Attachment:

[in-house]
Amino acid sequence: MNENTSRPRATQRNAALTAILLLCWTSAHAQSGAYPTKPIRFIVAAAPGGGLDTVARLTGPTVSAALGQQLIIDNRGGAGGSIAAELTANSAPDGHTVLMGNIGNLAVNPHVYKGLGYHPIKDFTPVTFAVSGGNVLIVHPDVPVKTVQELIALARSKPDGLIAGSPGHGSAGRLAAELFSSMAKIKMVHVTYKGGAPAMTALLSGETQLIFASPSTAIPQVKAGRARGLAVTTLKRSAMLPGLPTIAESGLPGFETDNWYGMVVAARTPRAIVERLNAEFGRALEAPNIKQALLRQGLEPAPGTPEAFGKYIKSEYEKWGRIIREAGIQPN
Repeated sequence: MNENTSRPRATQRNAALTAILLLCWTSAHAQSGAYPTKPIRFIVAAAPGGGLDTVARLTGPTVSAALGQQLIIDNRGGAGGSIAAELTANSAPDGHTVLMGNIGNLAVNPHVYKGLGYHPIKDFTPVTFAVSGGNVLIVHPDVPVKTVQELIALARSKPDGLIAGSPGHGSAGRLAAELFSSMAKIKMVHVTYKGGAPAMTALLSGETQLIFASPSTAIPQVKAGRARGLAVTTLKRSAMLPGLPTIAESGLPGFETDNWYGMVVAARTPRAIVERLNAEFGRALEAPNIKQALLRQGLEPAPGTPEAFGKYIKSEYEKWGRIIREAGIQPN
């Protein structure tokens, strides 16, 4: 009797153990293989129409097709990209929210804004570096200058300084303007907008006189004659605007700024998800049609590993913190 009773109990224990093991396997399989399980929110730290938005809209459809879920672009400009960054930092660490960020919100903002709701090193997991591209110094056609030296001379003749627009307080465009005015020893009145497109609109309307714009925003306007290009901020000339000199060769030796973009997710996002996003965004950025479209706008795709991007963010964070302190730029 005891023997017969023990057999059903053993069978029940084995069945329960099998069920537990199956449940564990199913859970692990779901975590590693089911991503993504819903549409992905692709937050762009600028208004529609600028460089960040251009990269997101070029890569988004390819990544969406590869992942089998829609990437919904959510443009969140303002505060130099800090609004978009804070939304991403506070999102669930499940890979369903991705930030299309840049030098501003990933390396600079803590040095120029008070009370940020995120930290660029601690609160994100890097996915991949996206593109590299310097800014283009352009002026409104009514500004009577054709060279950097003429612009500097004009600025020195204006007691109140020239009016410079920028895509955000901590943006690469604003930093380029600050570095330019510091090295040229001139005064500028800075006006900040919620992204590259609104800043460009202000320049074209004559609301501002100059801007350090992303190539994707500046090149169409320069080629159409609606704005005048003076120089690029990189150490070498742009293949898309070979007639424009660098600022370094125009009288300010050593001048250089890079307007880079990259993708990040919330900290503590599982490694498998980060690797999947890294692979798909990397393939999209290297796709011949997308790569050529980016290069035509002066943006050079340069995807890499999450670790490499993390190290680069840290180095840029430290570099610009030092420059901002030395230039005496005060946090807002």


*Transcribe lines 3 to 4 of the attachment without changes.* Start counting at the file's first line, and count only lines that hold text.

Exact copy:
Repeated sequence: MNENTSRPRATQRNAALTAILLLCWTSAHAQSGAYPTKPIRFIVAAAPGGGLDTVARLTGPTVSAALGQQLIIDNRGGAGGSIAAELTANSAPDGHTVLMGNIGNLAVNPHVYKGLGYHPIKDFTPVTFAVSGGNVLIVHPDVPVKTVQELIALARSKPDGLIAGSPGHGSAGRLAAELFSSMAKIKMVHVTYKGGAPAMTALLSGETQLIFASPSTAIPQVKAGRARGLAVTTLKRSAMLPGLPTIAESGLPGFETDNWYGMVVAARTPRAIVERLNAEFGRALEAPNIKQALLRQGLEPAPGTPEAFGKYIKSEYEKWGRIIREAGIQPN
């Protein structure tokens, strides 16, 4: 009797153990293989129409097709990209929210804004570096200058300084303007907008006189004659605007700024998800049609590993913190 009773109990224990093991396997399989399980929110730290938005809209459809879920672009400009960054930092660490960020919100903002709701090193997991591209110094056609030296001379003749627009307080465009005015020893009145497109609109309307714009925003306007290009901020000339000199060769030796973009997710996002996003965004950025479209706008795709991007963010964070302190730029 005891023997017969023990057999059903053993069978029940084995069945329960099998069920537990199956449940564990199913859970692990779901975590590693089911991503993504819903549409992905692709937050762009600028208004529609600028460089960040251009990269997101070029890569988004390819990544969406590869992942089998829609990437919904959510443009969140303002505060130099800090609004978009804070939304991403506070999102669930499940890979369903991705930030299309840049030098501003990933390396600079803590040095120029008070009370940020995120930290660029601690609160994100890097996915991949996206593109590299310097800014283009352009002026409104009514500004009577054709060279950097003429612009500097004009600025020195204006007691109140020239009016410079920028895509955000901590943006690469604003930093380029600050570095330019510091090295040229001139005064500028800075006006900040919620992204590259609104800043460009202000320049074209004559609301501002100059801007350090992303190539994707500046090149169409320069080629159409609606704005005048003076120089690029990189150490070498742009293949898309070979007639424009660098600022370094125009009288300010050593001048250089890079307007880079990259993708990040919330900290503590599982490694498998980060690797999947890294692979798909990397393939999209290297796709011949997308790569050529980016290069035509002066943006050079340069995807890499999450670790490499993390190290680069840290180095840029430290570099610009030092420059901002030395230039005496005060946090807002």